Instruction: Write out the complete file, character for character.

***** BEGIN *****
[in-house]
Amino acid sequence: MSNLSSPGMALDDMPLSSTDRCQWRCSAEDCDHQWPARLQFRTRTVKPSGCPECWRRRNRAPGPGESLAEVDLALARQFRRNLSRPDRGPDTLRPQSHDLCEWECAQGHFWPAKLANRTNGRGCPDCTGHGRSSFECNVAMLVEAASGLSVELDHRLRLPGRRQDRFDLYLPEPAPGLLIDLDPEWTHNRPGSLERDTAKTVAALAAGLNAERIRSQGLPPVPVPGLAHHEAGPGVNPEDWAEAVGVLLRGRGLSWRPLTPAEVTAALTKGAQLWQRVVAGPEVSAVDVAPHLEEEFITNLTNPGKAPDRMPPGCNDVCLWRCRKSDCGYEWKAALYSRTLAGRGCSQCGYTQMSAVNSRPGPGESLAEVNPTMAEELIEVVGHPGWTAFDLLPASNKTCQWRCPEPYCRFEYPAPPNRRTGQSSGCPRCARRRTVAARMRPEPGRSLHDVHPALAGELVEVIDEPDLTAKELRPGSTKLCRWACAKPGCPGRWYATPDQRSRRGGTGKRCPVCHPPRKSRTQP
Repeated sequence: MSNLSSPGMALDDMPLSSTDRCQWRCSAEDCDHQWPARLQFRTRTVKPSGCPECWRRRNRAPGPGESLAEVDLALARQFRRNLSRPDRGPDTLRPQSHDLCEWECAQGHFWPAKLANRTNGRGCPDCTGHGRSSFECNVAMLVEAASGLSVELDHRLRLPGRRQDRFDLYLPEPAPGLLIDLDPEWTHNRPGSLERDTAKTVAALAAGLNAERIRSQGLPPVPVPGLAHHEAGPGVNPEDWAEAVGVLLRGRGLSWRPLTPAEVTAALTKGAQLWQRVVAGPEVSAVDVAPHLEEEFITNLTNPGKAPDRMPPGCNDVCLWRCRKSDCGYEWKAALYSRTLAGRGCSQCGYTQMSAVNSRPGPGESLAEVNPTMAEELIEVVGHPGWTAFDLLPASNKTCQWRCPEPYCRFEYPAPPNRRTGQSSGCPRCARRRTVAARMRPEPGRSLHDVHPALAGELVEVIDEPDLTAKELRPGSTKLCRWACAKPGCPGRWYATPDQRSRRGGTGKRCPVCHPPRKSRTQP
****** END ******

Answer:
[in-house]
Amino acid sequence: MSNLSSPGMALDDMPLSSTDRCQWRCSAEDCDHQWPARLQFRTRTVKPSGCPECWRRRNRAPGPGESLAEVDLALARQFRRNLSRPDRGPDTLRPQSHDLCEWECAQGHFWPAKLANRTNGRGCPDCTGHGRSSFECNVAMLVEAASGLSVELDHRLRLPGRRQDRFDLYLPEPAPGLLIDLDPEWTHNRPGSLERDTAKTVAALAAGLNAERIRSQGLPPVPVPGLAHHEAGPGVNPEDWAEAVGVLLRGRGLSWRPLTPAEVTAALTKGAQLWQRVVAGPEVSAVDVAPHLEEEFITNLTNPGKAPDRMPPGCNDVCLWRCRKSDCGYEWKAALYSRTLAGRGCSQCGYTQMSAVNSRPGPGESLAEVNPTMAEELIEVVGHPGWTAFDLLPASNKTCQWRCPEPYCRFEYPAPPNRRTGQSSGCPRCARRRTVAARMRPEPGRSLHDVHPALAGELVEVIDEPDLTAKELRPGSTKLCRWACAKPGCPGRWYATPDQRSRRGGTGKRCPVCHPPRKSRTQP
Repeated sequence: MSNLSSPGMALDDMPLSSTDRCQWRCSAEDCDHQWPARLQFRTRTVKPSGCPECWRRRNRAPGPGESLAEVDLALARQFRRNLSRPDRGPDTLRPQSHDLCEWECAQGHFWPAKLANRTNGRGCPDCTGHGRSSFECNVAMLVEAASGLSVELDHRLRLPGRRQDRFDLYLPEPAPGLLIDLDPEWTHNRPGSLERDTAKTVAALAAGLNAERIRSQGLPPVPVPGLAHHEAGPGVNPEDWAEAVGVLLRGRGLSWRPLTPAEVTAALTKGAQLWQRVVAGPEVSAVDVAPHLEEEFITNLTNPGKAPDRMPPGCNDVCLWRCRKSDCGYEWKAALYSRTLAGRGCSQCGYTQMSAVNSRPGPGESLAEVNPTMAEELIEVVGHPGWTAFDLLPASNKTCQWRCPEPYCRFEYPAPPNRRTGQSSGCPRCARRRTVAARMRPEPGRSLHDVHPALAGELVEVIDEPDLTAKELRPGSTKLCRWACAKPGCPGRWYATPDQRSRRGGTGKRCPVCHPPRKSRTQP